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Giro finale
Photo ©: Bettini

First Edition Cycling News for November 1, 2005

Edited by John Stevenson & Les Clarke

Pro team organisation looks to cash consolidation

By Tim Maloney, European Editor

By tradition, on the eve of the Tour de France presentation, the AIGCP (International Association of Professional Cycling Teams) meets in Paris to review its current activity and business. In 2005, the main point of discussion was to form a economic alliance between the AIGCP teams that would look out for their common interests. For the most part, all of the ProTour squads were in favour of this approach, with two exceptions, Cofidis and Francaise des Jeux. Last March, AIGCP president Patrick Lefevere announced a plan to that would unite the teams in this economic alliance by creating a company that would collectively manage the rights of the teams and financial obligations and relations with race organisers. But two out of the three French ProTour squads currently oppose this approach.

After the meeting, Discovery Channel sports director Johan Bruyneel told Cyclingnews, "I find it kind of strange that the two teams that disagreed with this project were the teams that were featured in the 2005 Tour de France highlights video. Cofidis had the little kid with his cycling cap that was featured, and then Marc Madiot [Francaise des Jeux directeur sportif] was screaming on radio in that video. Not to mention that it's not normal the way Lance wasn't included in that video. But I'm not surprised about this attitude. After Lance decided to go for his seventh win, we went to see the Tour de France people last February to tell them and the reaction wasn't very positive. So this video is just a continuation of this weird, negative atmosphere."

As for the AIGCP teams, Bruyneel was confident that AIGCP president Lefevere would be able to bring the project forward despite the resistance of the French teams.

Bruyneel & Discovery Channel still focused on Tour

By Tim Maloney, European Editor

Johan Bruyneel, right, and Discovery's Belgian bike brain trust
Photo ©: Tim Maloney

After last week's tumultuous Tour de France presentation in Paris, Cyclingnews asked Discovery Channel sports director Johan Bruyneel how would Lance do in the 2006 Tour de France if he decided to ride?

"It would all depend on his focus and motivation, and at this point, the Tour de France can't give Lance Armstrong anything anymore," said Bruyneel. "We've also seen that in the Tour de France presentation. It was sad to see [at the Tour de France presentation] that a rider like Lance is not respected by [the Tour de France organisation]. There was very little about him in the film, for example. And what nobody seems to appreciate or doesn't want to see is that the Tour de France would never be at the level internationally, where it was now, without the Armstrong era, from 1999 to 2005. I'm convinced of that and so are a lot of people. Lance's presence and performances has given the Tour a boost [after 1998] and that's sad to see."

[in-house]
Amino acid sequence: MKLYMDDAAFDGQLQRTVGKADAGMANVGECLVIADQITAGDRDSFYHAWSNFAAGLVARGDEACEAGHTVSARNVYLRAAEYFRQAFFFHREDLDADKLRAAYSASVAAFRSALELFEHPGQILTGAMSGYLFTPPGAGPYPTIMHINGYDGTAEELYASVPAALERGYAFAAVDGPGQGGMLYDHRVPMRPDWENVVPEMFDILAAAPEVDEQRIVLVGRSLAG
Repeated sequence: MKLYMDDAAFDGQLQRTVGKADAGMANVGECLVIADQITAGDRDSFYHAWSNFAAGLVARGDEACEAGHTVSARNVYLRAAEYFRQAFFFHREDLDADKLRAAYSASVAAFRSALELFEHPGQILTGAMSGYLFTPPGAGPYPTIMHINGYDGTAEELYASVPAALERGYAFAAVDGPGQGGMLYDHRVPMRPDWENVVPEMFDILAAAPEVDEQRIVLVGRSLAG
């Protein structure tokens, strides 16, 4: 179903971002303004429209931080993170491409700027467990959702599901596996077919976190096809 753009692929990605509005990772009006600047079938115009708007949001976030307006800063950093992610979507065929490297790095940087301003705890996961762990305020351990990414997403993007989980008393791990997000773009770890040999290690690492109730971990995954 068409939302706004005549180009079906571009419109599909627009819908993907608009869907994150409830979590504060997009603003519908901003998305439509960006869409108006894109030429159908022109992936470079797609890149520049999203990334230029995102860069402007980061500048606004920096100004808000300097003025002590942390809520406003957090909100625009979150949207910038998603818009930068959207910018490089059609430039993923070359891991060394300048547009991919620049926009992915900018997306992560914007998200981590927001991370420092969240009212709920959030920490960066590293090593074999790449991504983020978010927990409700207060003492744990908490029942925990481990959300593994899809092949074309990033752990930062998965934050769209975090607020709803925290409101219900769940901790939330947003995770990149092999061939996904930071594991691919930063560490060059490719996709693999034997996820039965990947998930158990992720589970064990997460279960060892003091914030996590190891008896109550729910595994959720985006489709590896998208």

Bruyneel continued, "If you look at the fifteen minute speech before the Tour presentation, it's at least ten minutes about something else [doping]. There are four Americans in the top 10 in the ProTour, because they are good riders, while there are only four French riders in the top hundred. And the first French rider is thirtieth. What does that mean?"

But Bruyneel remains focused on the prize he's already won seven times with Armstrong. "The Tour is the race that has given us a lot and we have given a lot back to the Tour," he said. "We've prepared for it 365 days a year; we've gone to bed with the Tour and we've woken up with the Tour. So I see what the Tour can do for a rider and for a team and we want to keep doing that, no matter what's been said or what's been written. In July, we'll ride the Tour as hard as we can."

Click here for a longer interview with Johan Bruyneel in which he discusses the 2006 Tour including the removal of the team time trial, the 2006 parcours and Discovery's contenders for the overall victory.

German media predicts 'Jan's Tour de France' in 2006

By Susan Westemeyer

German magazine Bild is claiming that Tour de France management wants T-Mobile's Jan Ullrich to win the Tour next year. In a recent edition the magazine announced, "It's a Jan Ullrich Tour! Come on Jan, just say merci! The French are serving you your second win on a yellow-gold tray..."